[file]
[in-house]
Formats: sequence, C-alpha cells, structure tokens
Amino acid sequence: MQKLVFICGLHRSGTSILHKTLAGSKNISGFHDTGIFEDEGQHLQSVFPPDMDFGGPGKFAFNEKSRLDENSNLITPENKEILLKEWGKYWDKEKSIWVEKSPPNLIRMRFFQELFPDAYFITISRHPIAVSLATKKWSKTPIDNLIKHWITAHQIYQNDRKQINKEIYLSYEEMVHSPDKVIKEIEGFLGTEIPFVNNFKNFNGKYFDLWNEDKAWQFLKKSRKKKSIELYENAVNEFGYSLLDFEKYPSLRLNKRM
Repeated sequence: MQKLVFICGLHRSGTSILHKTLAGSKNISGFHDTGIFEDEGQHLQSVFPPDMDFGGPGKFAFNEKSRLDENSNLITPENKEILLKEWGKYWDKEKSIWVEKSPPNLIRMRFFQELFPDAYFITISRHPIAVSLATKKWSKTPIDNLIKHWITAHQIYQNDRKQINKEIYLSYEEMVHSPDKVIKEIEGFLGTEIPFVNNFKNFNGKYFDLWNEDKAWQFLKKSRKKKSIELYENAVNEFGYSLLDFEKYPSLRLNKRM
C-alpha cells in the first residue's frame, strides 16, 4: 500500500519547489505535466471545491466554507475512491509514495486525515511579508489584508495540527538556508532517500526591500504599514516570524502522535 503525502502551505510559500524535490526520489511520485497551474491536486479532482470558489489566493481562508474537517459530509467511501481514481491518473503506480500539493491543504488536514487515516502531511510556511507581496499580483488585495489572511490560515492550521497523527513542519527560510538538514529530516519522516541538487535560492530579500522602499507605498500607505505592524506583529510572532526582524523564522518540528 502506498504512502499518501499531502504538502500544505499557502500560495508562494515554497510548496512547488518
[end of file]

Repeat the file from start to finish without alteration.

[in-house]
Formats: sequence, C-alpha cells, structure tokens
Amino acid sequence: MQKLVFICGLHRSGTSILHKTLAGSKNISGFHDTGIFEDEGQHLQSVFPPDMDFGGPGKFAFNEKSRLDENSNLITPENKEILLKEWGKYWDKEKSIWVEKSPPNLIRMRFFQELFPDAYFITISRHPIAVSLATKKWSKTPIDNLIKHWITAHQIYQNDRKQINKEIYLSYEEMVHSPDKVIKEIEGFLGTEIPFVNNFKNFNGKYFDLWNEDKAWQFLKKSRKKKSIELYENAVNEFGYSLLDFEKYPSLRLNKRM
Repeated sequence: MQKLVFICGLHRSGTSILHKTLAGSKNISGFHDTGIFEDEGQHLQSVFPPDMDFGGPGKFAFNEKSRLDENSNLITPENKEILLKEWGKYWDKEKSIWVEKSPPNLIRMRFFQELFPDAYFITISRHPIAVSLATKKWSKTPIDNLIKHWITAHQIYQNDRKQINKEIYLSYEEMVHSPDKVIKEIEGFLGTEIPFVNNFKNFNGKYFDLWNEDKAWQFLKKSRKKKSIELYENAVNEFGYSLLDFEKYPSLRLNKRM
C-alpha cells in the first residue's frame, strides 16, 4: 500500500519547489505535466471545491466554507475512491509514495486525515511579508489584508495540527538556508532517500526591500504599514516570524502522535 503525502502551505510559500524535490526520489511520485497551474491536486479532482470558489489566493481562508474537517459530509467511501481514481491518473503506480500539493491543504488536514487515516502531511510556511507581496499580483488585495489572511490560515492550521497523527513542519527560510538538514529530516519522516541538487535560492530579500522602499507605498500607505505592524506583529510572532526582524523564522518540528 502506498504512502499518501499531502504538502500544505499557502500560495508562494515554497510548496512547488518